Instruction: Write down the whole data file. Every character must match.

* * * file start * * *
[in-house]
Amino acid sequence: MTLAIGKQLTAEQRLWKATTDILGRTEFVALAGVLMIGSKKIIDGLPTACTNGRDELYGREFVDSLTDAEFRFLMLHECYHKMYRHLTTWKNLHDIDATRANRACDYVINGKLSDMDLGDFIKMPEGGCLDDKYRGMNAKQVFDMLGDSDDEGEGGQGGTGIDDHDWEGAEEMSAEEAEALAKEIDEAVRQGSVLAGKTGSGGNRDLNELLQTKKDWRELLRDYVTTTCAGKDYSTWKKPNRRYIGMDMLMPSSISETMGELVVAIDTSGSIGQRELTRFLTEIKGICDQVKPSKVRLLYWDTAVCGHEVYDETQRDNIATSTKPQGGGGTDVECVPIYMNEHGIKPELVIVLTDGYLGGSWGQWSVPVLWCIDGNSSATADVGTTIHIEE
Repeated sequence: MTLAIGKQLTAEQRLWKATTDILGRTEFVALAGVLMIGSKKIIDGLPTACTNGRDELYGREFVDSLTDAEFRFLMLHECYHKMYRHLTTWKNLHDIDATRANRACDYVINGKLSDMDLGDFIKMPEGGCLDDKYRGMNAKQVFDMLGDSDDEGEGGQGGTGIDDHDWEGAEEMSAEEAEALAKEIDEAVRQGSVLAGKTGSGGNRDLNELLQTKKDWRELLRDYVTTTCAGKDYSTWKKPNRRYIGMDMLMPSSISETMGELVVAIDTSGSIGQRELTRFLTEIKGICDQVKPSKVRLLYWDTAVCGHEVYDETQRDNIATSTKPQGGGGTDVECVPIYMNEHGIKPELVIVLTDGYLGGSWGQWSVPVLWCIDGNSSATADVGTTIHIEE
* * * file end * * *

[in-house]
Amino acid sequence: MTLAIGKQLTAEQRLWKATTDILGRTEFVALAGVLMIGSKKIIDGLPTACTNGRDELYGREFVDSLTDAEFRFLMLHECYHKMYRHLTTWKNLHDIDATRANRACDYVINGKLSDMDLGDFIKMPEGGCLDDKYRGMNAKQVFDMLGDSDDEGEGGQGGTGIDDHDWEGAEEMSAEEAEALAKEIDEAVRQGSVLAGKTGSGGNRDLNELLQTKKDWRELLRDYVTTTCAGKDYSTWKKPNRRYIGMDMLMPSSISETMGELVVAIDTSGSIGQRELTRFLTEIKGICDQVKPSKVRLLYWDTAVCGHEVYDETQRDNIATSTKPQGGGGTDVECVPIYMNEHGIKPELVIVLTDGYLGGSWGQWSVPVLWCIDGNSSATADVGTTIHIEE
Repeated sequence: MTLAIGKQLTAEQRLWKATTDILGRTEFVALAGVLMIGSKKIIDGLPTACTNGRDELYGREFVDSLTDAEFRFLMLHECYHKMYRHLTTWKNLHDIDATRANRACDYVINGKLSDMDLGDFIKMPEGGCLDDKYRGMNAKQVFDMLGDSDDEGEGGQGGTGIDDHDWEGAEEMSAEEAEALAKEIDEAVRQGSVLAGKTGSGGNRDLNELLQTKKDWRELLRDYVTTTCAGKDYSTWKKPNRRYIGMDMLMPSSISETMGELVVAIDTSGSIGQRELTRFLTEIKGICDQVKPSKVRLLYWDTAVCGHEVYDETQRDNIATSTKPQGGGGTDVECVPIYMNEHGIKPELVIVLTDGYLGGSWGQWSVPVLWCIDGNSSATADVGTTIHIEE